This thesis is structured as follows. In Section 1.3 we informally introduce the struc-tural and behavioural characteristics of open AHL systems. Then we give an overviewof closely related work. In Chapter 2 we first define open AHL nets and open AHL netmorphisms, and we examine their characteristics. Afterwards we define OAHLNets,the category of open AHL nets and the corresponding morphisms, and examine its cat-egorical properties. At the end of Chapter 2 we extend open AHL nets with an actualmarking to obtain open AHL systems, and define the category OAHLSystems. Toadopt the framework of weak adhesive high-level replacement (HLR) systems the cate-gory OAHLSystems must be a weak adhesive HLR category. In Chapter 3 we brieflyintroduce weak adhesive HLR categories first, and then we prove that open AHL sys-tems and the corresponding morphisms form a weak adhesive HLR category. Chapter 4introduce reconfigurable open AHL systems, based on OAHLSystems, and discuss theapplication of rules in open AHL systems. Afterwards, we examine our results by a casestudy in Chapter 5. We consider the workflow of an emergency scenario based on theJohns Hopkins Safety Manual [JH007a, JH007b] for fire incident responsibilities. Theconstruction of the used algebraic specification and the total simulation of the case studycan be found in Appendix C. In Chapter 6 we give a conclusion of this work and anoutlook of future works. Finally, we summarize some basic notions from category theoryin Appendix A, and list the categories and algebraic specifications which we use in thiswork in Appendix B.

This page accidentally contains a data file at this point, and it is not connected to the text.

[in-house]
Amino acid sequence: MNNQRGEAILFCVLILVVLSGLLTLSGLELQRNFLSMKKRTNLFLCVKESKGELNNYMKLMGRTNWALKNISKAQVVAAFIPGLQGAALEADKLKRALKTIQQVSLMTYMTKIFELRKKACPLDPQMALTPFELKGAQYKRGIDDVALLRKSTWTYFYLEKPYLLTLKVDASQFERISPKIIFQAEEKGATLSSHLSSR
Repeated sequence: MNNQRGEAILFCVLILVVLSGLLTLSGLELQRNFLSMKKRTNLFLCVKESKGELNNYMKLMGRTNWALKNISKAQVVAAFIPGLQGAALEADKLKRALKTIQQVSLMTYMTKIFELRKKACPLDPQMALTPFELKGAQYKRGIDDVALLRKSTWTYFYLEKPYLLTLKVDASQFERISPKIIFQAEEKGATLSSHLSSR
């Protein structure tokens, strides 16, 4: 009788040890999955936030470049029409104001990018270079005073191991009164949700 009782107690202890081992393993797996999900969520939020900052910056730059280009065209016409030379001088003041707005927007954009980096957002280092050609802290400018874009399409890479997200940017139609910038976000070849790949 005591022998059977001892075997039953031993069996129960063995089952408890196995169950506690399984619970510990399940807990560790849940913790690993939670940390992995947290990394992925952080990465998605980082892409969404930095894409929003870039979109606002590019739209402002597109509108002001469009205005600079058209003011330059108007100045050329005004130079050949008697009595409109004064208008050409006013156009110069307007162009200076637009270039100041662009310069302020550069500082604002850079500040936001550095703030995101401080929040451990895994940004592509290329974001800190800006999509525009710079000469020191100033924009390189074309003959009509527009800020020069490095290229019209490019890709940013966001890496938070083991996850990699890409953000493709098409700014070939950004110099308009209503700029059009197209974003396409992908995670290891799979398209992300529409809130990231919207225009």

• 1.3. Informal Introduction of Open AHL Systems 11

    1.3. Informal Introduction of Open AHL Systems

    This section illustrates the structural and behavioural characteristic of the classical Petrisystems first. Afterwards, their extension to AHL systems is described. And finally, webriefly describe our extension of AHL systems to open AHL systems.

    1.3.1. Place/Transition Systems

    A Place/Transition system consists of a Place/Transition net, short P/T net, and anactual state of this system, i.e. the actual marking. A P/T net itself consists of twok...